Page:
Is Steyer part of such an enterprise? VandeHei doesn’t try to say. More specifically, did Steyer play any role in his firm’s work for Arch Capital? VandeHei doesn’t tell you that either. In short, there is no sign that Steyer played any role in setting up this one off-shore haven. But because Steyer has worked for a firm which “helped” one entity set up such an enterprise, VandeHei is on page one of the Post suggesting that Kerry’s a phony.

To state the obvious, such stupid work is easily done—by people who want to make a joke of your discourse. Indeed, for eight months starting in March 1999, Connolly aimed stupid financial critiques at Gore, generating a string of inane “news reports” about his fund-raising and campaign spending. Four years later, VandeHei has done the same thing twice, in a pair of front-page reports. The time has come to ask the question: Is the Washington Post up to old tricks again? Is VandeHei the new Ceci Connolly?

One more point from this morning’s piece. Sadly, VandeHei doesn’t shy away from his first, grossly misleading report, the one he wrote on January 31. In fact, he types its basic construction again, grossly misleading Post readers:

VANDEHEI (5): Kerry has come under attack from President Bush, as well as some Democrats, for criticizing laws he voted for and lambasting special interests after accepting more money from paid lobbyists than any other senator in the past 15 years. Some Democrats worry that Kerry is leaving himself open for similar attacks on the latest issue.
Pathetic. “Some Democrats” worry, VandeHei says—and he forgets to say which ones he means. But look at that clip from his previous report. According to VandeHei, Kerry has been criticized “for lambasting special interests after accepting more money from paid lobbyists than any other senator in the past 15 years.” But that formulation is grossly misleading. As we have noted, lobbyist money is just one small part of what is referred to as “special interest” money; Kerry actually ranks 92nd among U.S. senators when it comes to receipt of such money, Peter Beinart has said. But in this passage, VandeHei does what he did on January 31—he takes one small part of “special interest” money, then uses it to imply that Kerry is the king of such dough. That claim is grossly, fiendishly misleading—and the Post should stop putting it in print.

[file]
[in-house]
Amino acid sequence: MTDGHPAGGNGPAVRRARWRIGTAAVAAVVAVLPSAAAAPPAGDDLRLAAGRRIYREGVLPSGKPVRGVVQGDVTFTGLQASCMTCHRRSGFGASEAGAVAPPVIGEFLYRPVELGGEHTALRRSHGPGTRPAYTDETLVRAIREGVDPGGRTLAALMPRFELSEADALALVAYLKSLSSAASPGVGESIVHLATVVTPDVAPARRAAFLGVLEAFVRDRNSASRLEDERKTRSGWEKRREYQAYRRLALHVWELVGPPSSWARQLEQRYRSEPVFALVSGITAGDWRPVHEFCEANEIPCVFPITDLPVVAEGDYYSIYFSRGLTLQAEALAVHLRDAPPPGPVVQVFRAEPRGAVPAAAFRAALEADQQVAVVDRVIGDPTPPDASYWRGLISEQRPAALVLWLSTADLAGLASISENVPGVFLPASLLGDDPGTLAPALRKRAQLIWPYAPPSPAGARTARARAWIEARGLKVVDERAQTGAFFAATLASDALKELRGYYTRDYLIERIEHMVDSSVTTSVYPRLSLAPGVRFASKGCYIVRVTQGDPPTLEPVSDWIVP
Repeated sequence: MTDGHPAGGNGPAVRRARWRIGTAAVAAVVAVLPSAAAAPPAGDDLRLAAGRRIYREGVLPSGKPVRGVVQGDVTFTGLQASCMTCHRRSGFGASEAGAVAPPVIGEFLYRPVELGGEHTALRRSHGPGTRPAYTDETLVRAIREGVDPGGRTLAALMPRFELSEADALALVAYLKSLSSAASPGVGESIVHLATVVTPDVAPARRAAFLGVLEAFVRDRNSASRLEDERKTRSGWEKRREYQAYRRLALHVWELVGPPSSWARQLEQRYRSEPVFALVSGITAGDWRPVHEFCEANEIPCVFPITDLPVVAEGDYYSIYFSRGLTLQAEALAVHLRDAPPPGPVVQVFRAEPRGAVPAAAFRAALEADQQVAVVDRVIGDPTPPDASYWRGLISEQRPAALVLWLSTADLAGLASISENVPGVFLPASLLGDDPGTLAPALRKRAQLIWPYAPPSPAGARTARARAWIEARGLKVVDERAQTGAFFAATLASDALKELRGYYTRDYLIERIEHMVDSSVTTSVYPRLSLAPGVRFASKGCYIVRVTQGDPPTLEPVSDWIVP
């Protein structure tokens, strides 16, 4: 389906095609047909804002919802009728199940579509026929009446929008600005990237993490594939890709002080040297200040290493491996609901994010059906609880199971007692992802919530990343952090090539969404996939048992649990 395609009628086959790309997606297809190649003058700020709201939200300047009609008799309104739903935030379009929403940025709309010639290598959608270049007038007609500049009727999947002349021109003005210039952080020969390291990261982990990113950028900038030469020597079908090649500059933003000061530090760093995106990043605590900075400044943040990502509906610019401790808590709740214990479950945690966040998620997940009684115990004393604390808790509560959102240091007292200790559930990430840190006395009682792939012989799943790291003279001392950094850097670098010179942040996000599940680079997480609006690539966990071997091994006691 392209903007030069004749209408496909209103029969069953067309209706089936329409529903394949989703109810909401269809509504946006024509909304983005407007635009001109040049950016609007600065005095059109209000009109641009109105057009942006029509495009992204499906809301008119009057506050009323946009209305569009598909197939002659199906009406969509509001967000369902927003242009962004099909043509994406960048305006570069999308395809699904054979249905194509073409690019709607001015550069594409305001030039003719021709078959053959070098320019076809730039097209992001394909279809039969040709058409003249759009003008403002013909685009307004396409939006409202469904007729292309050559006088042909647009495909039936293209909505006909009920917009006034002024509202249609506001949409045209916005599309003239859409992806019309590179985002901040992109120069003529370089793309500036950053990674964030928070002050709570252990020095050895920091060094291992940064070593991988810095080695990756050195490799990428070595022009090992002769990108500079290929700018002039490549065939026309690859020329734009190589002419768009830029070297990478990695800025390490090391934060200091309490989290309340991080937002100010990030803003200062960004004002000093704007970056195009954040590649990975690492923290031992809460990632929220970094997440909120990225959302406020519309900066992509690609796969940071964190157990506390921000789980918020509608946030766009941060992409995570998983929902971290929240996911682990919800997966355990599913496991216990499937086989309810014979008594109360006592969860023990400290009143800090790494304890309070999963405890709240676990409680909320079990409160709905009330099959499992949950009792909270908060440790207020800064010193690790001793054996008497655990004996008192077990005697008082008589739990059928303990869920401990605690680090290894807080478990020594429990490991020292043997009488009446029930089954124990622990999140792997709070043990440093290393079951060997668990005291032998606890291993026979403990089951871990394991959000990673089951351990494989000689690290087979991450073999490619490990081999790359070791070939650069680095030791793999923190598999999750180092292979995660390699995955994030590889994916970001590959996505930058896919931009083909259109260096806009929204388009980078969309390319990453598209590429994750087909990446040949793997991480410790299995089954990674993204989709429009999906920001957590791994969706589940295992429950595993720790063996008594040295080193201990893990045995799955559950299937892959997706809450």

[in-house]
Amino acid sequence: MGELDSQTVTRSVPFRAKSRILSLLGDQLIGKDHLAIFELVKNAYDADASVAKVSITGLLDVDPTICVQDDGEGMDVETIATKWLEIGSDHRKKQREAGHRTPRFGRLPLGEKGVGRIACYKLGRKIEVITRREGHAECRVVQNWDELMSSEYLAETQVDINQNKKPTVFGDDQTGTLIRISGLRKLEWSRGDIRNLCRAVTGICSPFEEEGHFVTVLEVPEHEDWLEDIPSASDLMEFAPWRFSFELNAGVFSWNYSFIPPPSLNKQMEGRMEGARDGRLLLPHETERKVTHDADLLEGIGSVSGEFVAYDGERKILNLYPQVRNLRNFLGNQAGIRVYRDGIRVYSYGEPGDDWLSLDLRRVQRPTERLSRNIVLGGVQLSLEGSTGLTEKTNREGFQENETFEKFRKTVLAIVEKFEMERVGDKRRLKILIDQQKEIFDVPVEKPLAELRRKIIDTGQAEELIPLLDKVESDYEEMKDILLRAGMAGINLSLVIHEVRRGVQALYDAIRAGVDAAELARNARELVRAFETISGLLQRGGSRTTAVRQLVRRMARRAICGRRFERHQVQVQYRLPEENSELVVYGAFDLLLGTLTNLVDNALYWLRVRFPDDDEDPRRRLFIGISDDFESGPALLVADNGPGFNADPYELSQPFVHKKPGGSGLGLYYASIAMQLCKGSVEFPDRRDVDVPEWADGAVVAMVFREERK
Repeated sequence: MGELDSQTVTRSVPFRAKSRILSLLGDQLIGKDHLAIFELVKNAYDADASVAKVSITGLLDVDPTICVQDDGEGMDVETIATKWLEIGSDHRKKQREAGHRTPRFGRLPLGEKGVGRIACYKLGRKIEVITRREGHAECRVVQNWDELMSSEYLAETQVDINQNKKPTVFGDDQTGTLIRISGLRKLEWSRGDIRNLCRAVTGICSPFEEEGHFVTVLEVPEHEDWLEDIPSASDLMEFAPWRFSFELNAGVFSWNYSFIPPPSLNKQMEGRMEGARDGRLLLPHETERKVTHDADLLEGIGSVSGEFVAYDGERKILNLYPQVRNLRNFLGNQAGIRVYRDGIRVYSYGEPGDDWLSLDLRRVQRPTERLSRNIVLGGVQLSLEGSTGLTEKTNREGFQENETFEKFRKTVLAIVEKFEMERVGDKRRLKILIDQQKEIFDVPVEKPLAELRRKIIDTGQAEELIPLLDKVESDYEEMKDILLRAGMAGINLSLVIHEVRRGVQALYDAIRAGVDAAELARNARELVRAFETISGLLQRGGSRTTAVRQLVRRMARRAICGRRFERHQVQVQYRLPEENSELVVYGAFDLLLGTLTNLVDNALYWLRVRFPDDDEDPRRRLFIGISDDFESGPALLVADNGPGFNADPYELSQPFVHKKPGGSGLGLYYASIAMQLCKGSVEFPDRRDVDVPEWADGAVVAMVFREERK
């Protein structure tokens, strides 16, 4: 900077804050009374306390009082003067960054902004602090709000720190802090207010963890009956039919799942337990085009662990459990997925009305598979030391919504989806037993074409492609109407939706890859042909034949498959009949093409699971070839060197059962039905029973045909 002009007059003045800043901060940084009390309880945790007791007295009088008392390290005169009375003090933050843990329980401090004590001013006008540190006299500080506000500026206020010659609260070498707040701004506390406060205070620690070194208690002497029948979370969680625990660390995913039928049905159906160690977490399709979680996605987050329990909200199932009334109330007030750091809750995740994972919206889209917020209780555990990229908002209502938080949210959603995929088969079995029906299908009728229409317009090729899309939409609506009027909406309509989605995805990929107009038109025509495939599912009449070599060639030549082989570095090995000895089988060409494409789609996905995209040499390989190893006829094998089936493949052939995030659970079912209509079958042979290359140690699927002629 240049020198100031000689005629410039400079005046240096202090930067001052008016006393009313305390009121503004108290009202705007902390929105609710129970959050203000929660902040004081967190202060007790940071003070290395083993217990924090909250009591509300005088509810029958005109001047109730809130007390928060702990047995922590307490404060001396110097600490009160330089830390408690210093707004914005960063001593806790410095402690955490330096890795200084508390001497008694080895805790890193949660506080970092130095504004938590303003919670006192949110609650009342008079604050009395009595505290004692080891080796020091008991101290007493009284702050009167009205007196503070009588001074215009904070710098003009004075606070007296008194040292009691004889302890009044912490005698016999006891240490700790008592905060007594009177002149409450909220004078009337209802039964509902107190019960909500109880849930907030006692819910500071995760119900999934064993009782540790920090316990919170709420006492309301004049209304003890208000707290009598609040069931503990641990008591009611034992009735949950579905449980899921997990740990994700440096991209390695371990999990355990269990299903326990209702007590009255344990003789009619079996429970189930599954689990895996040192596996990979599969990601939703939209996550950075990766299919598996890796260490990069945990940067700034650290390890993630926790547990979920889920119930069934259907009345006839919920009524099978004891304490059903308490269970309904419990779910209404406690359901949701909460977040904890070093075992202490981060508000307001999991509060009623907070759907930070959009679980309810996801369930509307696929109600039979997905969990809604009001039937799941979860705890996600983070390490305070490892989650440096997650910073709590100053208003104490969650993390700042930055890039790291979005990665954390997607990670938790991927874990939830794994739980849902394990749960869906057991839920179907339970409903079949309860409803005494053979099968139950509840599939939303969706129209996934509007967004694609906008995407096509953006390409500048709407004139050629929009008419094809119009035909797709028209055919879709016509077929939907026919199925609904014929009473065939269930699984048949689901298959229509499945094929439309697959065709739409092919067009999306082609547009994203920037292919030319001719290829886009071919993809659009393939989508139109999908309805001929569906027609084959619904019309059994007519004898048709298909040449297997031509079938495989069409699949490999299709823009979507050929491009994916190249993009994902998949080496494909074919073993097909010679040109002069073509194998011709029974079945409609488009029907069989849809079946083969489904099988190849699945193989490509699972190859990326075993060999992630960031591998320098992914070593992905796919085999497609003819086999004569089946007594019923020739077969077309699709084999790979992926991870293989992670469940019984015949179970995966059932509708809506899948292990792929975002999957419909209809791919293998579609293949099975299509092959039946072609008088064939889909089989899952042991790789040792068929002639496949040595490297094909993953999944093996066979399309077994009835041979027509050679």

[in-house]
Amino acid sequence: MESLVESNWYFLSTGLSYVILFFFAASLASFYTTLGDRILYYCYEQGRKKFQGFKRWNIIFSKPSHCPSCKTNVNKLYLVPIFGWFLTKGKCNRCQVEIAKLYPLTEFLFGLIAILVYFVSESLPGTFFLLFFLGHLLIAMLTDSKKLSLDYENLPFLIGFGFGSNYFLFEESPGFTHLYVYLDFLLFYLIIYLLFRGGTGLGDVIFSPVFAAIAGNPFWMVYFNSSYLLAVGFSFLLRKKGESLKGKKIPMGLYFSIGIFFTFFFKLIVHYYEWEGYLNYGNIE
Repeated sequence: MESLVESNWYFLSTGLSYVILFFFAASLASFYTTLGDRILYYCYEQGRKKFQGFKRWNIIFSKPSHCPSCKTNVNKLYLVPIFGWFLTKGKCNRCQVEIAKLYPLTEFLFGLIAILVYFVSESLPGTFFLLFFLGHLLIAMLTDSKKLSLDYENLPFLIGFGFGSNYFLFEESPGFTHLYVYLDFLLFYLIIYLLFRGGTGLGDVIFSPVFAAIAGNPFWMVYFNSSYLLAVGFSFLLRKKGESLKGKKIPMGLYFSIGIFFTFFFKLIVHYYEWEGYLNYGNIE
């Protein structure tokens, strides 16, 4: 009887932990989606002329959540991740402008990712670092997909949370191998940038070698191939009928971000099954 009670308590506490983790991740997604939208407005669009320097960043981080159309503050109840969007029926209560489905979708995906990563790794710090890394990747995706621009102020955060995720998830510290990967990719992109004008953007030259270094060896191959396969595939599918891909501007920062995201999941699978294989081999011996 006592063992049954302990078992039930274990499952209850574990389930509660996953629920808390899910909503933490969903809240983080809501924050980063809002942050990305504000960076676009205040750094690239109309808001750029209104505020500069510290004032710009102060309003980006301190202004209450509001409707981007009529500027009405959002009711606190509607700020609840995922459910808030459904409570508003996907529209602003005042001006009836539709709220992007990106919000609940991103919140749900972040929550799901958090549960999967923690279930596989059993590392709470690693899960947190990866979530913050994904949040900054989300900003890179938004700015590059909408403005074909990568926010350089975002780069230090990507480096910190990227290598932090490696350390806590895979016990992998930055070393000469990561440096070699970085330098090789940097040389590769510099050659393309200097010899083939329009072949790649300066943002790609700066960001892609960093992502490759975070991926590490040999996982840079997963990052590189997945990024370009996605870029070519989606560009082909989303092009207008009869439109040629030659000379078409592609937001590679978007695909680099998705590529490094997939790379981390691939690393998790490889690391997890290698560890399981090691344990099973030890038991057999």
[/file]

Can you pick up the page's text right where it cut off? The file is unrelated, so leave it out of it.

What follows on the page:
In Campaign 2000, the Post and its inexcusable “reporter,” Ceci Connolly, conducted a twenty-month fraud on the public. VandeHei’s clowning clearly suggests that a pattern is emerging once again.

VACUOUS IS AS VACUOUS DOES: Let’s face it: Reports of this type can be aimed at any candidate who criticizes “special interests.” And clowning clowns are quick to seize on VandeHei’s silly reports. As we have seen, his grossly misleading January 31 report has been used to shape a false but damaging claim—the claim that Kerry is the reigning king of Senate special interest money. That claim is baldly inaccurate—the claim is false—but the Post was happy to let Charles Krauthammer type it up on its own op-ed pages last week. And alas! This morning, readers will draw the same conclusion from VandeHei’s artful but phony construction (paragraph 5, quoted above). Is VandeHei trying to inform Post readers? Or is his work really built to mislead, as was so plainly the case with Ceci Connolly?

And make no mistake—VandeHei’s work has been manna for spinners. This morning, the goony goons on Fox & Friends were eagerly spinning his new report. (Sorry, we didn’t have tape running.) Is Candidate Kerry just a Big Fake? On Fox, of course, they know he is—and even Kiran Chetry drank the Kool-Aid this morning, constructing prime spin out of VandeHei’s trivia. What a shock! Kerry received campaign contributions from employees of some naughty firms! And a Kerry funder works at a firm which may have “helped” one other firm go offshore! To VandeHei’s editors, this is prime, front-page stuff. But then, they plastered Connolly’s devious work all over their front page four years ago. Is a pattern emerging again at the Post? As VandeHei’s churns more trivia today, it’s becoming quite hard to dispute it.

INSIDE THE POST: Two weeks ago, Post ombudsman Mike Getler made a complaint; the Post had tended to bury important news about Iraq inside the paper, he said. Today, Dennis Hastert says he won’t let the 9/11 commission finish its work—and the Post puts the story inside, on A4. Meanwhile, VandeHei’s trivia is out on page one; his bogus constructions get bruited again. The Post just loves that empty stuff. But so it goes when an empty elite makes an endless, sick joke of democracy.